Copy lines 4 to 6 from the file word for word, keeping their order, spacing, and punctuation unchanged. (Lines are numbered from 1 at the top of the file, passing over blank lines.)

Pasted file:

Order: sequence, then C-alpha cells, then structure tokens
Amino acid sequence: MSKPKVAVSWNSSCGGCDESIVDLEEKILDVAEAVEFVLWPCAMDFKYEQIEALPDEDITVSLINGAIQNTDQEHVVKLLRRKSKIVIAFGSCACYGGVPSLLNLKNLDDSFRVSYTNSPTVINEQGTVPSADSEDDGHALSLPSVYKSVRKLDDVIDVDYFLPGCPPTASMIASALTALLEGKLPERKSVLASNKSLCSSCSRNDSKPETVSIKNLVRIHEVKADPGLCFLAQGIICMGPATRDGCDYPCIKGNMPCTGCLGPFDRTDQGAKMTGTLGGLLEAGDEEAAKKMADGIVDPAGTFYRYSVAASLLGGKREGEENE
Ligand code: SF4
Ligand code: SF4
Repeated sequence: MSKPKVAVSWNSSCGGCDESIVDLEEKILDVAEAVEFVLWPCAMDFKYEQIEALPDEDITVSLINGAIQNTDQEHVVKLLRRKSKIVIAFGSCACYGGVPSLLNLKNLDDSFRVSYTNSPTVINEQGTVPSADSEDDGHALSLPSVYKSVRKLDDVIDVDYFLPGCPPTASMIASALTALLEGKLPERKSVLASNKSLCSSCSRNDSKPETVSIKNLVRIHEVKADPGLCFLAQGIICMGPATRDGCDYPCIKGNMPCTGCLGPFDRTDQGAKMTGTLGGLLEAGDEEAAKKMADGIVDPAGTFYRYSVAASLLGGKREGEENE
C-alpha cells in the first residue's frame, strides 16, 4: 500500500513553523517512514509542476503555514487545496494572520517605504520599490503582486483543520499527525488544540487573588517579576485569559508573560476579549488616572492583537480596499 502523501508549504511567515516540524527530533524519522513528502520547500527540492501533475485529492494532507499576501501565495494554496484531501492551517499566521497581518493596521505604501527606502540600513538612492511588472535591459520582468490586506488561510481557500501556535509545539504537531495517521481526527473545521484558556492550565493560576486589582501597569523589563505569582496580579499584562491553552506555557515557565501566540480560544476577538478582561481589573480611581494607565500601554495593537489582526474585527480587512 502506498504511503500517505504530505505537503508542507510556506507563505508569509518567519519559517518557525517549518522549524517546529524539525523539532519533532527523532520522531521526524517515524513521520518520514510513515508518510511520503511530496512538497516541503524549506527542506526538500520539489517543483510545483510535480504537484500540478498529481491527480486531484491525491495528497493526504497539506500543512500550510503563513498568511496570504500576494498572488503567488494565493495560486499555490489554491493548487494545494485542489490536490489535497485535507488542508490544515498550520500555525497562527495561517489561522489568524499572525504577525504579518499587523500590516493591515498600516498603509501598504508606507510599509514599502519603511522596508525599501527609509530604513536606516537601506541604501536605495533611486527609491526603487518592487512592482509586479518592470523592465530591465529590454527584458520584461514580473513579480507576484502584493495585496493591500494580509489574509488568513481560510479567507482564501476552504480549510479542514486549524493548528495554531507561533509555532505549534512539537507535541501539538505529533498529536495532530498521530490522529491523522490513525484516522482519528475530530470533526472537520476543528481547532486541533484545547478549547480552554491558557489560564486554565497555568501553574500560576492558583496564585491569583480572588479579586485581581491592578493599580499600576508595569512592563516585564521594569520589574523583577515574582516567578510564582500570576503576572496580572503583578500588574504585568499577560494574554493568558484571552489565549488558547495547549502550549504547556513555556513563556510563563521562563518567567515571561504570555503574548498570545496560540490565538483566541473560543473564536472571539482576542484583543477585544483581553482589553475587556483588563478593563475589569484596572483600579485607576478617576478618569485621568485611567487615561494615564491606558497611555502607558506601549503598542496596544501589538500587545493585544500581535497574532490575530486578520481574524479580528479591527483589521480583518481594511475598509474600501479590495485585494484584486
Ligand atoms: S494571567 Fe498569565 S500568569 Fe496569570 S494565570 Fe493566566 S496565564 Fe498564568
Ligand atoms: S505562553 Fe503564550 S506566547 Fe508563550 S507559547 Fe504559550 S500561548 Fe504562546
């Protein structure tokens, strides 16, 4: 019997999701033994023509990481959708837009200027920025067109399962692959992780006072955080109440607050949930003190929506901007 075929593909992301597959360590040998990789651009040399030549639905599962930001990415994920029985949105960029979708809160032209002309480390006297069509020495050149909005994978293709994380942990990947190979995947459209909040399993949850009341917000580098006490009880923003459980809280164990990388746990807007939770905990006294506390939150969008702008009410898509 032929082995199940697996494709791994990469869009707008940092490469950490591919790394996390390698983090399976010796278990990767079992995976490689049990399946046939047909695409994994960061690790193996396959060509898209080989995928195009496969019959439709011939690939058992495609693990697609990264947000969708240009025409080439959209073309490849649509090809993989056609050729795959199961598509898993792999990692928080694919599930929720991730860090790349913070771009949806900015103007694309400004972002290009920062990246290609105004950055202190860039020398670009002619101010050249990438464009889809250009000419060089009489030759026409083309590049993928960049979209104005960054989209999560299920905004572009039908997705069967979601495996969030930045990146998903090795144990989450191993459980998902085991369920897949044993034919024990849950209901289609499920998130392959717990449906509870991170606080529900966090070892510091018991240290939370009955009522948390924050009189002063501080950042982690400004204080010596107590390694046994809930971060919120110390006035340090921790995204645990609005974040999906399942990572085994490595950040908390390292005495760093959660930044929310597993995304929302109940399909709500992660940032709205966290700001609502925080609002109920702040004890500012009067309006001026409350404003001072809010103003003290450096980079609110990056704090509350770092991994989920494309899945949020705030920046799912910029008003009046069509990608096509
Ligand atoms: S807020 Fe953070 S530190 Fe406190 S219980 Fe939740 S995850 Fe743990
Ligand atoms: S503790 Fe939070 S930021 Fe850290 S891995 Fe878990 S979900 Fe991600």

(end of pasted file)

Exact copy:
Ligand code: SF4
Repeated sequence: MSKPKVAVSWNSSCGGCDESIVDLEEKILDVAEAVEFVLWPCAMDFKYEQIEALPDEDITVSLINGAIQNTDQEHVVKLLRRKSKIVIAFGSCACYGGVPSLLNLKNLDDSFRVSYTNSPTVINEQGTVPSADSEDDGHALSLPSVYKSVRKLDDVIDVDYFLPGCPPTASMIASALTALLEGKLPERKSVLASNKSLCSSCSRNDSKPETVSIKNLVRIHEVKADPGLCFLAQGIICMGPATRDGCDYPCIKGNMPCTGCLGPFDRTDQGAKMTGTLGGLLEAGDEEAAKKMADGIVDPAGTFYRYSVAASLLGGKREGEENE
C-alpha cells in the first residue's frame, strides 16, 4: 500500500513553523517512514509542476503555514487545496494572520517605504520599490503582486483543520499527525488544540487573588517579576485569559508573560476579549488616572492583537480596499 502523501508549504511567515516540524527530533524519522513528502520547500527540492501533475485529492494532507499576501501565495494554496484531501492551517499566521497581518493596521505604501527606502540600513538612492511588472535591459520582468490586506488561510481557500501556535509545539504537531495517521481526527473545521484558556492550565493560576486589582501597569523589563505569582496580579499584562491553552506555557515557565501566540480560544476577538478582561481589573480611581494607565500601554495593537489582526474585527480587512 502506498504511503500517505504530505505537503508542507510556506507563505508569509518567519519559517518557525517549518522549524517546529524539525523539532519533532527523532520522531521526524517515524513521520518520514510513515508518510511520503511530496512538497516541503524549506527542506526538500520539489517543483510545483510535480504537484500540478498529481491527480486531484491525491495528497493526504497539506500543512500550510503563513498568511496570504500576494498572488503567488494565493495560486499555490489554491493548487494545494485542489490536490489535497485535507488542508490544515498550520500555525497562527495561517489561522489568524499572525504577525504579518499587523500590516493591515498600516498603509501598504508606507510599509514599502519603511522596508525599501527609509530604513536606516537601506541604501536605495533611486527609491526603487518592487512592482509586479518592470523592465530591465529590454527584458520584461514580473513579480507576484502584493495585496493591500494580509489574509488568513481560510479567507482564501476552504480549510479542514486549524493548528495554531507561533509555532505549534512539537507535541501539538505529533498529536495532530498521530490522529491523522490513525484516522482519528475530530470533526472537520476543528481547532486541533484545547478549547480552554491558557489560564486554565497555568501553574500560576492558583496564585491569583480572588479579586485581581491592578493599580499600576508595569512592563516585564521594569520589574523583577515574582516567578510564582500570576503576572496580572503583578500588574504585568499577560494574554493568558484571552489565549488558547495547549502550549504547556513555556513563556510563563521562563518567567515571561504570555503574548498570545496560540490565538483566541473560543473564536472571539482576542484583543477585544483581553482589553475587556483588563478593563475589569484596572483600579485607576478617576478618569485621568485611567487615561494615564491606558497611555502607558506601549503598542496596544501589538500587545493585544500581535497574532490575530486578520481574524479580528479591527483589521480583518481594511475598509474600501479590495485585494484584486